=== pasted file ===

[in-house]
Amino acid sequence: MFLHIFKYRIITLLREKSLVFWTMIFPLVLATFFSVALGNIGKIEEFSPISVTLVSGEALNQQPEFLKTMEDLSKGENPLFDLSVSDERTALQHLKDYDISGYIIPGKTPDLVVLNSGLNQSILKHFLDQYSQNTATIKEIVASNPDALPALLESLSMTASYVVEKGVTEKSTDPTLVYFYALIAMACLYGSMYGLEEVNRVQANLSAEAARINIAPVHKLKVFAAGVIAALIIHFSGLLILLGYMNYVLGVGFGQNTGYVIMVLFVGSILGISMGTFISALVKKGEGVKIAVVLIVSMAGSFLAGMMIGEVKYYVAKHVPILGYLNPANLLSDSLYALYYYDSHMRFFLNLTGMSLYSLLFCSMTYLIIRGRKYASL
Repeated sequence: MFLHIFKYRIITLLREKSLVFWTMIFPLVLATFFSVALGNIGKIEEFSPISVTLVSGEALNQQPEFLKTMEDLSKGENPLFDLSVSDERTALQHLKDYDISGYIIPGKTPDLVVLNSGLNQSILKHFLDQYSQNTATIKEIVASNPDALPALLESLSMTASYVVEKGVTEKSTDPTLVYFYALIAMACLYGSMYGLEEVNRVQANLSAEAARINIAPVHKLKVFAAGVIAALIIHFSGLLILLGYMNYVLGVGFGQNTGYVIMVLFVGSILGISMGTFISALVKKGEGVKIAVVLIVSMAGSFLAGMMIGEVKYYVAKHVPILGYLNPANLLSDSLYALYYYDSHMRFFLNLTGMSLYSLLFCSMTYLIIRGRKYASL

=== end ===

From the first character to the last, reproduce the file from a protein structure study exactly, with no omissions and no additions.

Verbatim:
[in-house]
Amino acid sequence: MFLHIFKYRIITLLREKSLVFWTMIFPLVLATFFSVALGNIGKIEEFSPISVTLVSGEALNQQPEFLKTMEDLSKGENPLFDLSVSDERTALQHLKDYDISGYIIPGKTPDLVVLNSGLNQSILKHFLDQYSQNTATIKEIVASNPDALPALLESLSMTASYVVEKGVTEKSTDPTLVYFYALIAMACLYGSMYGLEEVNRVQANLSAEAARINIAPVHKLKVFAAGVIAALIIHFSGLLILLGYMNYVLGVGFGQNTGYVIMVLFVGSILGISMGTFISALVKKGEGVKIAVVLIVSMAGSFLAGMMIGEVKYYVAKHVPILGYLNPANLLSDSLYALYYYDSHMRFFLNLTGMSLYSLLFCSMTYLIIRGRKYASL
Repeated sequence: MFLHIFKYRIITLLREKSLVFWTMIFPLVLATFFSVALGNIGKIEEFSPISVTLVSGEALNQQPEFLKTMEDLSKGENPLFDLSVSDERTALQHLKDYDISGYIIPGKTPDLVVLNSGLNQSILKHFLDQYSQNTATIKEIVASNPDALPALLESLSMTASYVVEKGVTEKSTDPTLVYFYALIAMACLYGSMYGLEEVNRVQANLSAEAARINIAPVHKLKVFAAGVIAALIIHFSGLLILLGYMNYVLGVGFGQNTGYVIMVLFVGSILGISMGTFISALVKKGEGVKIAVVLIVSMAGSFLAGMMIGEVKYYVAKHVPILGYLNPANLLSDSLYALYYYDSHMRFFLNLTGMSLYSLLFCSMTYLIIRGRKYASL